be a global human right (UN Resolution 64/292, July 28, 2010) Yet, bottled water has grown to become one of the most profitable industries globally. Commodifying the human right to water (Pacheco- Vega 2015)
of bottled water sociopolitical dynamics Consumption Trading (domestic markets) Bottled water vs. soft drinks Comparisons of domestic regulations towards bottled water Extraction Distribution Marketing International relations Geopolitics Bottled water as a source of international/transnational conflict International political economy Global markets where packaged water trading occurs Norm diffusion (or NON-diffusion) Human right to water as a norm – is it conflicting with BW global acceptance?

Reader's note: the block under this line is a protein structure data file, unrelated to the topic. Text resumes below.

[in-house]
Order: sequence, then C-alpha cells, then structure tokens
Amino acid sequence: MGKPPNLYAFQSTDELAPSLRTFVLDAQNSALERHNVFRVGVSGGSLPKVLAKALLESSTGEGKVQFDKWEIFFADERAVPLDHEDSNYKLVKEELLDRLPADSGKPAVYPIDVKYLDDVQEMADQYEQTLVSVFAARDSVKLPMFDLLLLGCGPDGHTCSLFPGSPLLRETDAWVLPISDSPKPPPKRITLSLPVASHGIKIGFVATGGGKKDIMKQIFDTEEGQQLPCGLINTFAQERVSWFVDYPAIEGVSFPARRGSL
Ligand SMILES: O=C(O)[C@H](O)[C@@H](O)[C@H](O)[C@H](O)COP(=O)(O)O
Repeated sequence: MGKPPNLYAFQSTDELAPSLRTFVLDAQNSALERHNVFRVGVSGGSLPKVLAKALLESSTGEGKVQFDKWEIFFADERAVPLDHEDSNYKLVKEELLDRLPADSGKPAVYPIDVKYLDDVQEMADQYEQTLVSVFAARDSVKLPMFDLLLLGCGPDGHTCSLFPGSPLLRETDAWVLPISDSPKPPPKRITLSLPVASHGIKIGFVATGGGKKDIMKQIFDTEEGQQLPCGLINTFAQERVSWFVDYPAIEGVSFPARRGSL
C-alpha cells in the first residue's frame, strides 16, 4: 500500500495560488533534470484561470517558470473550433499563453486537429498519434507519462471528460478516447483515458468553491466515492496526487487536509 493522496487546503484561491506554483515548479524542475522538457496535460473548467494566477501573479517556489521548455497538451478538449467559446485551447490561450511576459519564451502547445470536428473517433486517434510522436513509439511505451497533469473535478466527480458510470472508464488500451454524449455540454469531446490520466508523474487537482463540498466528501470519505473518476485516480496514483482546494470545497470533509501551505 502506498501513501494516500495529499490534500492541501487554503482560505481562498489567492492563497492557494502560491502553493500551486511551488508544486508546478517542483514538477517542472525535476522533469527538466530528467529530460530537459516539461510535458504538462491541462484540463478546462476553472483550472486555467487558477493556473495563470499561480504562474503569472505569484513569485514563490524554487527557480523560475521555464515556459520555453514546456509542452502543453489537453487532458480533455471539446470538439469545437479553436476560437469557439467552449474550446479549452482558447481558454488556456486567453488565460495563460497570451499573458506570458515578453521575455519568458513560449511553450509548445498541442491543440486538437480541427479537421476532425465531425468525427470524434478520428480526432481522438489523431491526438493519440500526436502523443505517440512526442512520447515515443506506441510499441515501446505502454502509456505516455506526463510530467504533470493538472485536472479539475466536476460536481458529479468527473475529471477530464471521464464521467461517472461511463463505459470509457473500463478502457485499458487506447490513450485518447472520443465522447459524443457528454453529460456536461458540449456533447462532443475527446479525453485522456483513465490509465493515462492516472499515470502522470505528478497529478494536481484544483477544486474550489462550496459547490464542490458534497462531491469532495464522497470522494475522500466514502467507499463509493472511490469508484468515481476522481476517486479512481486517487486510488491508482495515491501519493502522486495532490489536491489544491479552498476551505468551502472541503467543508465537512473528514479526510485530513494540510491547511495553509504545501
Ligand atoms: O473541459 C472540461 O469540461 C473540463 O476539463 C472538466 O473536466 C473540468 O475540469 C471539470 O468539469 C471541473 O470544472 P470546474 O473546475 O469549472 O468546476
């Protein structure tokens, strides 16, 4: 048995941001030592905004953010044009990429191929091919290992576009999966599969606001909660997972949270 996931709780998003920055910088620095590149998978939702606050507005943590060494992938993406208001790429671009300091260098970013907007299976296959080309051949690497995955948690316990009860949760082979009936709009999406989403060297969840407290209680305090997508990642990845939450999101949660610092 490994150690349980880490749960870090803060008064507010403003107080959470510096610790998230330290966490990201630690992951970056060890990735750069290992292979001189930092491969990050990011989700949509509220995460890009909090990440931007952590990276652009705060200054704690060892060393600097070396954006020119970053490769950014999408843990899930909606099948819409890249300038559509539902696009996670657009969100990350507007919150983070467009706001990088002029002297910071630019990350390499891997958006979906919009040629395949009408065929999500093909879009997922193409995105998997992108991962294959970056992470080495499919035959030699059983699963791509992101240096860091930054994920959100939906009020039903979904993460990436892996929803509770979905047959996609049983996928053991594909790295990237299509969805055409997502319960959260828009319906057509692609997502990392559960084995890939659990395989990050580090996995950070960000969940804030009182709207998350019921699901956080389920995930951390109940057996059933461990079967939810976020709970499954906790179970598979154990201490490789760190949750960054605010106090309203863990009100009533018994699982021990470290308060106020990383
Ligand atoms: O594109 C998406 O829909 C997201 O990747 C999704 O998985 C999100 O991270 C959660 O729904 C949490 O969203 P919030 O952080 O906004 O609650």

bottled water (IR) Role of non-state actors in the global governance of bottled water Two interrelated projects: Comparing environmental activism (comparative politics) against bottled water pro-tap water Transnational environmental coalition building or transnational activism (IR) Towards promoting HRW (HRW as an international norm that can be then pushed forward by environmental NGOs)
previous conceptualizations of HRW focused on it as STRATEGY, I side with Mirosa and Harris (2012) in that we need to reconsider HRW as a framework for GOAL ATTAINMENT. Implementing the HRW will necessitate a focus on two simultaneous strategies: a) Remunicipalization of private water service delivery b) Regulation and control of the global bottled water industry across scales